Proof.  Assume that is robust. Then there is an such that for all formulas with , and have the same truth value. Since all functions in are interval-computable, they are uniformly continuous. Hence for , there exists a number such that for each function occurring in it holds that whenever and . In other words, there exists a s.t. for all with , , and hence and have equal truth value. We claim that is also robust: this is because if is any sentence with , then and has still the same truth value as . So the neighborhood of satisfies the required properties.

Due to the syntactical structure of formulas in the class we automatically have robustness in the false case:

###### Lemma 3

Let be a sentence from . If is false, then it is robustly false.

Proof.  We proceed by induction, following the cases of class . Let be the sentence , where , and are the usual short-cuts for conjunctions of equalities, and inequalities, respectively. Let be false. If has no solution in , then for some and for small enough perturbations of . Similarly, if on , then the same is true for small enough perturbations of . Finally, if and are both nonempty, then they are compact and disjoint, which implies that they have a positive distance. For small perturbations of and , and are still disjoint, which implies that is robustly false.

Further, assume that is a compact interval and is a false sentence. Then there exists an such that is false. From the induction hypothesis, it is robustly false. Let be such that is -robust and let be a formula such that . Then and is false. So, is false and it follows that is robustly false.

Finally, let and be sentences in and be false. Then either or is false and the induction hypothesis says that it is robustly false. So, is robustly false. Similarly, if is false, then both and are robustly false and is robustly false.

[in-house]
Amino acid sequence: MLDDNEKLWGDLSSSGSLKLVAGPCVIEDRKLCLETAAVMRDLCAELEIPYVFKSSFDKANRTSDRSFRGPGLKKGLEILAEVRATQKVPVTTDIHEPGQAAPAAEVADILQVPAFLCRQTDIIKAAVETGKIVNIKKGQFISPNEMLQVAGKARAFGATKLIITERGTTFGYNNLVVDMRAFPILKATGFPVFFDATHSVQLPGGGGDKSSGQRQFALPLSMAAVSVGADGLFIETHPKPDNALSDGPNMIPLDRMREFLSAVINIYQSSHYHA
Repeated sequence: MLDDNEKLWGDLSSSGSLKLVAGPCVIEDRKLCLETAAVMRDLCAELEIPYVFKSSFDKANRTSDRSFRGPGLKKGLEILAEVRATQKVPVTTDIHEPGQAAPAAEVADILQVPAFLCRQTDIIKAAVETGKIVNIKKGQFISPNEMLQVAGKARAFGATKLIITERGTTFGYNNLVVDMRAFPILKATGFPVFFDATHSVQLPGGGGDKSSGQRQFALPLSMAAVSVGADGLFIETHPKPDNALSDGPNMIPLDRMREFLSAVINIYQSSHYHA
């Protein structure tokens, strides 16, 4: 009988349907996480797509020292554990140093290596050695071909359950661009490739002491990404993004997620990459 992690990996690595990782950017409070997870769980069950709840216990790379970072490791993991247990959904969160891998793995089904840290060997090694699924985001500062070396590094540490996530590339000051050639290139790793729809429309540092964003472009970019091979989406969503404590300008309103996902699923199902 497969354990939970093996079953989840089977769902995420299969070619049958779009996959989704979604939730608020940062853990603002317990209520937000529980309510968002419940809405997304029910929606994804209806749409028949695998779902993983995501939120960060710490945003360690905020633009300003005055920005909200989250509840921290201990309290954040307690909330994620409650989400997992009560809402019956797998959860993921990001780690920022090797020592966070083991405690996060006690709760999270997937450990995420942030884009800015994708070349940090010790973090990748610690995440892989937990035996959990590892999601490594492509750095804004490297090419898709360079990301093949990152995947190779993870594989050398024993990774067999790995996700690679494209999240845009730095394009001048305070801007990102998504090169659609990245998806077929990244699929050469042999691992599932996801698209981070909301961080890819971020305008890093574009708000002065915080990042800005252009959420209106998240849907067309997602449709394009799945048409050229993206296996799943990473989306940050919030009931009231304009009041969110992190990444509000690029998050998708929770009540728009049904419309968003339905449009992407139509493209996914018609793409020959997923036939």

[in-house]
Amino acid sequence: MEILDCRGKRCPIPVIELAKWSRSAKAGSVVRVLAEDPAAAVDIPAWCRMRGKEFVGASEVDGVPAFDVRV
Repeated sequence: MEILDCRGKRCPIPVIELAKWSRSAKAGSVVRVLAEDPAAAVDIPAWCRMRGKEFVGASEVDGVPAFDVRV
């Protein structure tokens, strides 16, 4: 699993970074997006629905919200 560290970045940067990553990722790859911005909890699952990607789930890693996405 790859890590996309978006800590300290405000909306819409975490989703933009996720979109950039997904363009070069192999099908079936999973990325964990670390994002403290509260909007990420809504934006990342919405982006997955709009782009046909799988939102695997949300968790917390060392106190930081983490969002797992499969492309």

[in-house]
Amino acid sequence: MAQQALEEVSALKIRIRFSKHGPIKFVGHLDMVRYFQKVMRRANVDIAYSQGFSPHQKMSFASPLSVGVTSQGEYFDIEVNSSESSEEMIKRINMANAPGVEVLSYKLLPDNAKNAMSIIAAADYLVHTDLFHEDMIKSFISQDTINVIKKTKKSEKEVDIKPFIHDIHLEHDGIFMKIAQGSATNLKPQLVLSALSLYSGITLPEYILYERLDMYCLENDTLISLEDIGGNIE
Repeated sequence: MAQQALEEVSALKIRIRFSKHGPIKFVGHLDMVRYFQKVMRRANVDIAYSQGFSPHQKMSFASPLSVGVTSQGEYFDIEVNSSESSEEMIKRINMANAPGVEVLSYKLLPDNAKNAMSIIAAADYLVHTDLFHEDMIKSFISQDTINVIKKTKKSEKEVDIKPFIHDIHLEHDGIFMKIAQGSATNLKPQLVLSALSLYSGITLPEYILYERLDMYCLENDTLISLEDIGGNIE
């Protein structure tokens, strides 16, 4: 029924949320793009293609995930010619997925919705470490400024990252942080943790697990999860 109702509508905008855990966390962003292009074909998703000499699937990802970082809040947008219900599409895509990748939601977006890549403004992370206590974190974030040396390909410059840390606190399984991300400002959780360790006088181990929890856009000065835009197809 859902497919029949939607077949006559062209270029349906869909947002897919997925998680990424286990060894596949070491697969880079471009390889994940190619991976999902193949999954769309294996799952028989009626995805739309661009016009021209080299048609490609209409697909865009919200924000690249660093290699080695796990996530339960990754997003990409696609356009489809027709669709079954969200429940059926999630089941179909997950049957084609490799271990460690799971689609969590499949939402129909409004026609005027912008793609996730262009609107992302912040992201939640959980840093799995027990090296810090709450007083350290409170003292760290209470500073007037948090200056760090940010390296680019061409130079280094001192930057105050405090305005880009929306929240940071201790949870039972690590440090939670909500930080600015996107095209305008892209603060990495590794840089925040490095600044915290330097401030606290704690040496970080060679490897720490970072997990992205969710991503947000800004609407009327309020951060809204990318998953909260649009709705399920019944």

In the case of this lemma, the proof goes through for any number of equalities, independent of the restriction that class puts on this number. Further, the last lemma remains true even if we leave the set of interval-computable functions and allow arbitrary, small enough continuous perturbations. Moreover, it holds even if all functions in the original formula are only continuous and not interval computable. We only have used continuity of the perturbations and the proof does not use any algorithmic input.

Universal quantification preserves robustness in the following sense:

###### Lemma 4

Let be a formula containing a free variable and let be a bounded closed interval. Then the sentence is robustly true for all in if and only if the sentence is robustly true.

Proof.  Let be -robust and true, and let be an arbitrary, but fixed element of the interval . Then clearly is true. For showing that it is also robust, we assume an arbitrary, but fixed sentence such that and prove that is true, as well. Let , resp. be the functions that occur in on the places corresponding to ; this is well-defined, because and have the same structure. Consider the formula that is equal to except for the fact that every equality of the form is replaced by and is replaced by . The distance and so, due to -robustness of , is true. In particular, is true and it follows that is -robust and true.